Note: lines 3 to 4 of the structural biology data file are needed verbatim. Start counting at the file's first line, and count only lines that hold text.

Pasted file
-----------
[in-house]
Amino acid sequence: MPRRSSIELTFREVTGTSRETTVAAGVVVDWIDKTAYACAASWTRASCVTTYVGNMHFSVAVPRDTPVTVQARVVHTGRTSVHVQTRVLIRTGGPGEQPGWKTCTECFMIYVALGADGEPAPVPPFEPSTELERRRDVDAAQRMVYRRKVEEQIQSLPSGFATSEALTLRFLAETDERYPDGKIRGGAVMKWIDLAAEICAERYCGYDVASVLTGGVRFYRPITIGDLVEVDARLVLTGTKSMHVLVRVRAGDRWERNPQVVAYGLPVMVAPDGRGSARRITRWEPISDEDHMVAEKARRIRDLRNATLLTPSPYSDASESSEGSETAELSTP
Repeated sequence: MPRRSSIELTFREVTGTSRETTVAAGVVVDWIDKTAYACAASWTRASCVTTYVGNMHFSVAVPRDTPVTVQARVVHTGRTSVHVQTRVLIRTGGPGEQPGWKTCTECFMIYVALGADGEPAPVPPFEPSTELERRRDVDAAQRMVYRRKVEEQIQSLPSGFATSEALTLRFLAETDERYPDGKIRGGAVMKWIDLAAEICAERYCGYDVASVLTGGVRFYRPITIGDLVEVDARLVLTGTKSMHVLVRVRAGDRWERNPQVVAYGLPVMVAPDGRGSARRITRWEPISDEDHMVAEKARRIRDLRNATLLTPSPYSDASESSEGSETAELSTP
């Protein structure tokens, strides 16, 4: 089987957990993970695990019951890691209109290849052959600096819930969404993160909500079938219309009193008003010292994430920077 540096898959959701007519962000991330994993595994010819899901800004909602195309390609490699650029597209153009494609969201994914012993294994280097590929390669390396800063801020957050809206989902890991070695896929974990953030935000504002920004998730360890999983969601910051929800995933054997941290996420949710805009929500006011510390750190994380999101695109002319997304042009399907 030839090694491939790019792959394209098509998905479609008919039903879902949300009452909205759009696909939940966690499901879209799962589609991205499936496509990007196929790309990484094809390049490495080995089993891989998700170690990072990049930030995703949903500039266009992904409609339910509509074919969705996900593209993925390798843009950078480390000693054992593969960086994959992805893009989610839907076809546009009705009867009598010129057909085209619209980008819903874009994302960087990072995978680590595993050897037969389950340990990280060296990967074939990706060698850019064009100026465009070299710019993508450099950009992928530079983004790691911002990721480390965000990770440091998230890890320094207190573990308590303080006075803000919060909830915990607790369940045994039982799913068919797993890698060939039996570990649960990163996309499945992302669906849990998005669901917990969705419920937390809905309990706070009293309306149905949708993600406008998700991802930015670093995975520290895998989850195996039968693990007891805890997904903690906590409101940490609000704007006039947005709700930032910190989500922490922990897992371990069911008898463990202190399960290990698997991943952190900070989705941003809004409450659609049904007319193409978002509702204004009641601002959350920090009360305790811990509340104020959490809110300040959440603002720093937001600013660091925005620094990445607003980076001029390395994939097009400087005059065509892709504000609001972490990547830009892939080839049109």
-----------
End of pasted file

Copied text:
Repeated sequence: MPRRSSIELTFREVTGTSRETTVAAGVVVDWIDKTAYACAASWTRASCVTTYVGNMHFSVAVPRDTPVTVQARVVHTGRTSVHVQTRVLIRTGGPGEQPGWKTCTECFMIYVALGADGEPAPVPPFEPSTELERRRDVDAAQRMVYRRKVEEQIQSLPSGFATSEALTLRFLAETDERYPDGKIRGGAVMKWIDLAAEICAERYCGYDVASVLTGGVRFYRPITIGDLVEVDARLVLTGTKSMHVLVRVRAGDRWERNPQVVAYGLPVMVAPDGRGSARRITRWEPISDEDHMVAEKARRIRDLRNATLLTPSPYSDASESSEGSETAELSTP
């Protein structure tokens, strides 16, 4: 089987957990993970695990019951890691209109290849052959600096819930969404993160909500079938219309009193008003010292994430920077 540096898959959701007519962000991330994993595994010819899901800004909602195309390609490699650029597209153009494609969201994914012993294994280097590929390669390396800063801020957050809206989902890991070695896929974990953030935000504002920004998730360890999983969601910051929800995933054997941290996420949710805009929500006011510390750190994380999101695109002319997304042009399907 030839090694491939790019792959394209098509998905479609008919039903879902949300009452909205759009696909939940966690499901879209799962589609991205499936496509990007196929790309990484094809390049490495080995089993891989998700170690990072990049930030995703949903500039266009992904409609339910509509074919969705996900593209993925390798843009950078480390000693054992593969960086994959992805893009989610839907076809546009009705009867009598010129057909085209619209980008819903874009994302960087990072995978680590595993050897037969389950340990990280060296990967074939990706060698850019064009100026465009070299710019993508450099950009992928530079983004790691911002990721480390965000990770440091998230890890320094207190573990308590303080006075803000919060909830915990607790369940045994039982799913068919797993890698060939039996570990649960990163996309499945992302669906849990998005669901917990969705419920937390809905309990706070009293309306149905949708993600406008998700991802930015670093995975520290895998989850195996039968693990007891805890997904903690906590409101940490609000704007006039947005709700930032910190989500922490922990897992371990069911008898463990202190399960290990698997991943952190900070989705941003809004409450659609049904007319193409978002509702204004009641601002959350920090009360305790811990509340104020959490809110300040959440603002720093937001600013660091925005620094990445607003980076001029390395994939097009400087005059065509892709504000609001972490990547830009892939080839049109």